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A Case of Alport Syndrome with Posttransplant Antiglomerular Basement Membrane Disease despite Negative Antiglomerular Basement Membrane Antibodies by EIA Treated with Plasmapheresis and Intravenous Immunoglobulin.

Armstead, Sumiko I; Hellmark, Thomas LU ; Wieslander, Jörgen LU ; Zhou, Xin J; Saxena, Ramesh and Rajora, Nilum (2013) In Case reports in transplantation 2013(Dec 2).
Abstract
Posttransplant antiglomerular basement membrane (anti-GBM) disease occurs in approximately 5% of Alport patients and usually ends in irreversible graft failure. Recent research has focused on characterizing the structure of the anti-GBM alloepitope. Here we present a case of a 22-year-old male with end-stage renal disease secondary to Alport syndrome, with a previously failed renal allograft, who received a second deceased-donor kidney transplant. Six days after transplantation, he developed acute kidney injury. The serum anti-GBM IgG was negative by enzyme immunoassay (EIA). On biopsy, he had crescentic glomerulonephritis with linear GBM fixation of IgG. With further analysis by western blotting, we were able to detect antibodies to an... (More)
Posttransplant antiglomerular basement membrane (anti-GBM) disease occurs in approximately 5% of Alport patients and usually ends in irreversible graft failure. Recent research has focused on characterizing the structure of the anti-GBM alloepitope. Here we present a case of a 22-year-old male with end-stage renal disease secondary to Alport syndrome, with a previously failed renal allograft, who received a second deceased-donor kidney transplant. Six days after transplantation, he developed acute kidney injury. The serum anti-GBM IgG was negative by enzyme immunoassay (EIA). On biopsy, he had crescentic glomerulonephritis with linear GBM fixation of IgG. With further analysis by western blotting, we were able to detect antibodies to an unidentified protein from the basement membrane. This patient was treated with plasmapheresis twice per week and monthly intravenous immunoglobulin (IVIG) for a total of five months. At the end of treatment, these unknown antibodies were no longer detected. His renal function improved, and he has not required dialysis. We conclude that anti-GBM disease in patients with Alport Syndrome may be caused by circulating antibodies to other components of the basement membrane that are undetectable by routine anti-GBM EIA and may respond to treatment with plasmapheresis and IVIG. (Less)
Please use this url to cite or link to this publication:
author
organization
publishing date
type
Contribution to journal
publication status
published
subject
in
Case reports in transplantation
volume
2013
issue
Dec 2
publisher
Hindawi Publishing Corporation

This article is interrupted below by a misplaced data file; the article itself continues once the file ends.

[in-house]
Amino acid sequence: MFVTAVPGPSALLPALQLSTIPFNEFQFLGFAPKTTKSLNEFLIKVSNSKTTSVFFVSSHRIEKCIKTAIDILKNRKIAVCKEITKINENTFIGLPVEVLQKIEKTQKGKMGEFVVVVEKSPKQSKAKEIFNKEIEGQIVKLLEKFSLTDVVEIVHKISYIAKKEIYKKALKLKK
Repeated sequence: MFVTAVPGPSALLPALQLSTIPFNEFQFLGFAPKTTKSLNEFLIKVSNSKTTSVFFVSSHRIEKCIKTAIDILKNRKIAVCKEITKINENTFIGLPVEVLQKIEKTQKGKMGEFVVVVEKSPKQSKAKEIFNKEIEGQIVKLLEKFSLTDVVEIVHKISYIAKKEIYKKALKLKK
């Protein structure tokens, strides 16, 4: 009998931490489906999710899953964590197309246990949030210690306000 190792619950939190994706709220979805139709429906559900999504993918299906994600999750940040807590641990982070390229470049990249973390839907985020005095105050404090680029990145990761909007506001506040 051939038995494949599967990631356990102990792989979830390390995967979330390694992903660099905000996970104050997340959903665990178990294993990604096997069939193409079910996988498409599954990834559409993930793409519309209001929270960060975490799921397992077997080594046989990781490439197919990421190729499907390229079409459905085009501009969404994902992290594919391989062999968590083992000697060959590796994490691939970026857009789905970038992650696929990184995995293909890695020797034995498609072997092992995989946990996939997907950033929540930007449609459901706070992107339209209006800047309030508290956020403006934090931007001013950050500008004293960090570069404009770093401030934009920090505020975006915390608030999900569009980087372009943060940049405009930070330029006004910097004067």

external identifiers
  • pmid:24363950
ISSN
2090-6943
DOI
10.1155/2013/164016
language
English
LU publication?
yes
id
ad82c714-072f-4dd4-b91e-7d5d978e180a (old id 4223125)
alternative location
http://www.ncbi.nlm.nih.gov/pubmed/24363950?dopt=Abstract
date added to LUP
2014-01-06 11:38:31
date last changed
2019-03-08 02:47:54
@article{ad82c714-072f-4dd4-b91e-7d5d978e180a,
  abstract     = {Posttransplant antiglomerular basement membrane (anti-GBM) disease occurs in approximately 5% of Alport patients and usually ends in irreversible graft failure. Recent research has focused on characterizing the structure of the anti-GBM alloepitope. Here we present a case of a 22-year-old male with end-stage renal disease secondary to Alport syndrome, with a previously failed renal allograft, who received a second deceased-donor kidney transplant. Six days after transplantation, he developed acute kidney injury. The serum anti-GBM IgG was negative by enzyme immunoassay (EIA). On biopsy, he had crescentic glomerulonephritis with linear GBM fixation of IgG. With further analysis by western blotting, we were able to detect antibodies to an unidentified protein from the basement membrane. This patient was treated with plasmapheresis twice per week and monthly intravenous immunoglobulin (IVIG) for a total of five months. At the end of treatment, these unknown antibodies were no longer detected. His renal function improved, and he has not required dialysis. We conclude that anti-GBM disease in patients with Alport Syndrome may be caused by circulating antibodies to other components of the basement membrane that are undetectable by routine anti-GBM EIA and may respond to treatment with plasmapheresis and IVIG.},
  articleno    = {164016},
  author       = {Armstead, Sumiko I and Hellmark, Thomas and Wieslander, Jörgen and Zhou, Xin J and Saxena, Ramesh and Rajora, Nilum},
  issn         = {2090-6943},
  language     = {eng},
  number       = {Dec 2},
  publisher    = {Hindawi Publishing Corporation},
  series       = {Case reports in transplantation},
  title        = {A Case of Alport Syndrome with Posttransplant Antiglomerular Basement Membrane Disease despite Negative Antiglomerular Basement Membrane Antibodies by EIA Treated with Plasmapheresis and Intravenous Immunoglobulin.},
  url          = {http://dx.doi.org/10.1155/2013/164016},
  volume       = {2013},
  year         = {2013},
}